Brent crude oil dipped below $105.00 on Monday after choppy trading brought prices down. The commodity reached above $105.00 on Tuesday morning following data that showed China's inflation eased in March and traded at $105.18 at 6:23 GMT. Oil prices have been under heavy pressure this year as slow growth in the world's top consumers have reduced demand and raised oil inventories.

In Europe, unpopular austerity measures enforced by the region's central bank have created growing social and political tension. After uncertainty caused by the botched Cyprus bailout plan began to fade away, Portugal stepped into the spotlight when its high court deemed the EU's next round of mandated cuts unconstitutional.

The ruling means the Portuguese government will need to come up with 1.3 billion euros in order to unlock the next installment of bailout money. The rejection underscored a growing anti-austerity attitude within the bloc.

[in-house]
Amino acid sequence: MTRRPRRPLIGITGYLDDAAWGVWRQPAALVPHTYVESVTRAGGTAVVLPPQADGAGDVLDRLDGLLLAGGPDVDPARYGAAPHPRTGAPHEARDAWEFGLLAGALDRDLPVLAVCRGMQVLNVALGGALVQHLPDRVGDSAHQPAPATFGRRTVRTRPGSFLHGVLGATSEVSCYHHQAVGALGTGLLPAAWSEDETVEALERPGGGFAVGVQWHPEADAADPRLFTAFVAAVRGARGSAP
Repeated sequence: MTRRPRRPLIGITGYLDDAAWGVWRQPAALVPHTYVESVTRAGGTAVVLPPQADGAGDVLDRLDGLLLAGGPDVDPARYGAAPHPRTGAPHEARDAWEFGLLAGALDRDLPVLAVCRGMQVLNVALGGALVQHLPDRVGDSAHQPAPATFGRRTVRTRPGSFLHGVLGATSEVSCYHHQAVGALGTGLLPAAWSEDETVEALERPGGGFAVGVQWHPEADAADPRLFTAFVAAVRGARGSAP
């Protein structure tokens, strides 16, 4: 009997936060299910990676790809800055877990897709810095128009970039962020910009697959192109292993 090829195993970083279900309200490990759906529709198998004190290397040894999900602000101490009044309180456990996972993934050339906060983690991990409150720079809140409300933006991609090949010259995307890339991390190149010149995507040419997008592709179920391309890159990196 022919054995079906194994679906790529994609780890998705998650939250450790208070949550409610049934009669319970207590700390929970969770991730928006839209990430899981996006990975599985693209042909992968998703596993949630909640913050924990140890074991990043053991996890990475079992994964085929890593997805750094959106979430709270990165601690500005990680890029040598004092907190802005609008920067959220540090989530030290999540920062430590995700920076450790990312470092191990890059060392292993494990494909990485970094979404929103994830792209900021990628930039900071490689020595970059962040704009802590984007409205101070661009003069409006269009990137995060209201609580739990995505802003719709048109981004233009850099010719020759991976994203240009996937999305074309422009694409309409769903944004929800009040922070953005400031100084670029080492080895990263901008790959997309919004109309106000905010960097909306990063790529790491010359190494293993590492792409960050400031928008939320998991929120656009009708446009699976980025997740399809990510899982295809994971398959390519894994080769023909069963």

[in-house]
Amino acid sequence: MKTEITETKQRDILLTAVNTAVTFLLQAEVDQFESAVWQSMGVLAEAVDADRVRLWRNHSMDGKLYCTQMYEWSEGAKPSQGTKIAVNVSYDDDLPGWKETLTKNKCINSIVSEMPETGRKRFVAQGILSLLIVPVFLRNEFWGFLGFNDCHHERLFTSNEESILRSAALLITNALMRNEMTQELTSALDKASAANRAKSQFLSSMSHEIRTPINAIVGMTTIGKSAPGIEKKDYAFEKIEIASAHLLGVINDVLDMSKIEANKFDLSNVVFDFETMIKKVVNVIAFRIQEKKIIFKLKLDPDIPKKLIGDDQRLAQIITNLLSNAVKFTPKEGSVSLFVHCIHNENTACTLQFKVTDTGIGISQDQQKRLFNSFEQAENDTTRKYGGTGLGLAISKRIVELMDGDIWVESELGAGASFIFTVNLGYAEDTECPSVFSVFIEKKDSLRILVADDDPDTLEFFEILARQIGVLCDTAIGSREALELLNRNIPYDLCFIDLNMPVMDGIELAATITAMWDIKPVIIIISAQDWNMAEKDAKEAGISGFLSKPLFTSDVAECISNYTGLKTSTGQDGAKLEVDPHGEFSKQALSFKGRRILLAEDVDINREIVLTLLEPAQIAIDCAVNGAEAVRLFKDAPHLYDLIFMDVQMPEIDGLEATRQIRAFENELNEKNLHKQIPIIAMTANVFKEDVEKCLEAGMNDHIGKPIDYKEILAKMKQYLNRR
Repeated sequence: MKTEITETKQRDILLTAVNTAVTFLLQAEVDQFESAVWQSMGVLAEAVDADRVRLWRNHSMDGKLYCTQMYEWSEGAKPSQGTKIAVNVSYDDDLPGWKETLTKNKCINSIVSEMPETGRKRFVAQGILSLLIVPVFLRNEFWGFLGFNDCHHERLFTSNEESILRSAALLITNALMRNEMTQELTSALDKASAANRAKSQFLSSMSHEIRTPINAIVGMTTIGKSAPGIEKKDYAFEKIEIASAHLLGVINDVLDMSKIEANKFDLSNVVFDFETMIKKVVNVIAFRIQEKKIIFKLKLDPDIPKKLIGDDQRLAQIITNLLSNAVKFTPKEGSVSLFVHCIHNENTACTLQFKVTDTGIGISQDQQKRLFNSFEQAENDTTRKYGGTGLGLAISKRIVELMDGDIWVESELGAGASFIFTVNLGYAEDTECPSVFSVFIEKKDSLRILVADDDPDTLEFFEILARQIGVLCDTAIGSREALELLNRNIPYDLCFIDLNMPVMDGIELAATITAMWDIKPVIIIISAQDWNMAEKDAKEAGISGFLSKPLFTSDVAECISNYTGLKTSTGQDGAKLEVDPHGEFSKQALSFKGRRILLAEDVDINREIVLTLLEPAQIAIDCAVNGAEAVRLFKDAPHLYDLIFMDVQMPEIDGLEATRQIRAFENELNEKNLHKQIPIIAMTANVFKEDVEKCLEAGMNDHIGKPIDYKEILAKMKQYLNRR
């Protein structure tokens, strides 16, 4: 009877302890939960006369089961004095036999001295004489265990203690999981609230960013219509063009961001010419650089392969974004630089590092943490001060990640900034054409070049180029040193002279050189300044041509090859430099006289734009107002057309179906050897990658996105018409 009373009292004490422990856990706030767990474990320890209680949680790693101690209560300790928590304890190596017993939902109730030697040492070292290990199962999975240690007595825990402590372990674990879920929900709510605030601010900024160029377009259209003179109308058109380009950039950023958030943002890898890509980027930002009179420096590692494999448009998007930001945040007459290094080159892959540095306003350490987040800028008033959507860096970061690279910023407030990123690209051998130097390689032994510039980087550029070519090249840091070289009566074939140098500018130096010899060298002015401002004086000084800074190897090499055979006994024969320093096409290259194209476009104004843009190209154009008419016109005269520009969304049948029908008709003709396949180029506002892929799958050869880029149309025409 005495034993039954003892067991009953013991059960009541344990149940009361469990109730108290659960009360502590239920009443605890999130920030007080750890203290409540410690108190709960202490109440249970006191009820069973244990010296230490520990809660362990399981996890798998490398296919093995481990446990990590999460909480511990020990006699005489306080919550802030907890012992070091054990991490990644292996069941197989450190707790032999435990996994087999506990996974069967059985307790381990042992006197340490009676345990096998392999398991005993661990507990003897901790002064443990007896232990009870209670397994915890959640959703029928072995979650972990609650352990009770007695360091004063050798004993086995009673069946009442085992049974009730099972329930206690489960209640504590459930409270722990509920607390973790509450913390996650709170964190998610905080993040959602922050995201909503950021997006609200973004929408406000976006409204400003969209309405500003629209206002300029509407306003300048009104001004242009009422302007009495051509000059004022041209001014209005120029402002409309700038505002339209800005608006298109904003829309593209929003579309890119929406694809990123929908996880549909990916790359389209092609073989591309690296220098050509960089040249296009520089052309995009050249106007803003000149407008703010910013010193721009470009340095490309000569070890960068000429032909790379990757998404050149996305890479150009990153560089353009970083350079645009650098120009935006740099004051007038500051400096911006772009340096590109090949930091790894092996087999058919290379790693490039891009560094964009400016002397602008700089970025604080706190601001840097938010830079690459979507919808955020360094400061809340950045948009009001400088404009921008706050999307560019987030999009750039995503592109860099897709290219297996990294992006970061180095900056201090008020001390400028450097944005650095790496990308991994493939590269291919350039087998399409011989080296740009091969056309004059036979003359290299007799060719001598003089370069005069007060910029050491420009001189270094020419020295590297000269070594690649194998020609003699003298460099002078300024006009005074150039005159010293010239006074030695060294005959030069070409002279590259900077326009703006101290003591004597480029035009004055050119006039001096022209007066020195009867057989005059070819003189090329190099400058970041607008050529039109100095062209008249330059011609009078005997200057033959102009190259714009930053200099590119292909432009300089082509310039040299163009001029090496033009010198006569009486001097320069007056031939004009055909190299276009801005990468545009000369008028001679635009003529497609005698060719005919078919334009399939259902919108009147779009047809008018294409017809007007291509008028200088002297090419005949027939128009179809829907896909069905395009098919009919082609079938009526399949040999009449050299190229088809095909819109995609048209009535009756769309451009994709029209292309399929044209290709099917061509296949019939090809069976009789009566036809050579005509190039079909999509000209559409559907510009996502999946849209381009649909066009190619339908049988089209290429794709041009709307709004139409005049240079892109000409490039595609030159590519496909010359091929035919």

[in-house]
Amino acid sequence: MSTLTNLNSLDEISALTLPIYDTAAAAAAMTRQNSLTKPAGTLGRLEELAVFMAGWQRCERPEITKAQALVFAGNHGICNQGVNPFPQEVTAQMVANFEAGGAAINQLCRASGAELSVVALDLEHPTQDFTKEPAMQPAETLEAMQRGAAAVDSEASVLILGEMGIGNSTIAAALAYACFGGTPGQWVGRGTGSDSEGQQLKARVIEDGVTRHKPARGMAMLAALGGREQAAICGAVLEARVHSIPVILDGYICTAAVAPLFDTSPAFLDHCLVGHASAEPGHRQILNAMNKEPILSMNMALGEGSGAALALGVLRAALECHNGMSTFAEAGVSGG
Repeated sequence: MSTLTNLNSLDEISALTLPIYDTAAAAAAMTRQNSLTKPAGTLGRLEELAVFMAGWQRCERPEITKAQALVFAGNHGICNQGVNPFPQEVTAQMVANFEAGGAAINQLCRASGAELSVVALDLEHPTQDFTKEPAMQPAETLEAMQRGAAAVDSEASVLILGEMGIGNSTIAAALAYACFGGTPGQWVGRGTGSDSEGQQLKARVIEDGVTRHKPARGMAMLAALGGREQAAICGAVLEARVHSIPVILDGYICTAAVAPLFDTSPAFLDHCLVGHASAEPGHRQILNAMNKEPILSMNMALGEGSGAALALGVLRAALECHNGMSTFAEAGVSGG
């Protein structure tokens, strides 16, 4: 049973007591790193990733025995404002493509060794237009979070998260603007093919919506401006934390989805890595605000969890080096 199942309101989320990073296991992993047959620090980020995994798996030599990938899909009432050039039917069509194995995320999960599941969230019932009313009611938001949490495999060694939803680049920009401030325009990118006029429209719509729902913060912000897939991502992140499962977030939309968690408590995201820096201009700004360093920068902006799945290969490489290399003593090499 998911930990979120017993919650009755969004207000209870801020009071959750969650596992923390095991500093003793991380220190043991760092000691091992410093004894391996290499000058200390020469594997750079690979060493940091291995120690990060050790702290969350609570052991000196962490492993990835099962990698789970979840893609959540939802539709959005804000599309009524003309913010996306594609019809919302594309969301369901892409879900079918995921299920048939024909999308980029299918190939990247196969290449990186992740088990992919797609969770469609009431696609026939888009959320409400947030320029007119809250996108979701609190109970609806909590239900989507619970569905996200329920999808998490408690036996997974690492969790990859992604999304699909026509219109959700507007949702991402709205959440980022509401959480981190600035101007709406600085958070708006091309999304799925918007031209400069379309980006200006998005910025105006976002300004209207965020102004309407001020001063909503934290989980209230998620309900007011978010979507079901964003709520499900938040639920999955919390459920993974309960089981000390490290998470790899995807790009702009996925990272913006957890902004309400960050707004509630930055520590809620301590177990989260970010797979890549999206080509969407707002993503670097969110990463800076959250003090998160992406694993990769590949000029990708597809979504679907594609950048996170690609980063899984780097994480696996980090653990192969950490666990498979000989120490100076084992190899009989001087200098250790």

Brent found support after the Bank of Japan announced a massive stimulus program in which the central bank would flood the nation's economy with $1.4 trillion over the next two years.

However, when the bank began its first round of bond purchases, crude oil gains were limited. According to Reuters, although the stimulus program is expected to lift commodity prices, the strength of the dollar could cap those gains.

Geopolitical worries underpinned Brent prices as tension between the West and Iran over Tehran's nuclear capabilities showed no signs of easing even after the two sides met to negotiate over the past weekend.

US Secretary of State John Kerry made statements on Sunday indicating that world powers were not willing to negotiate forever, which added fuel to concern that the stalemate between the two sides could end badly and cause a supply disruption.

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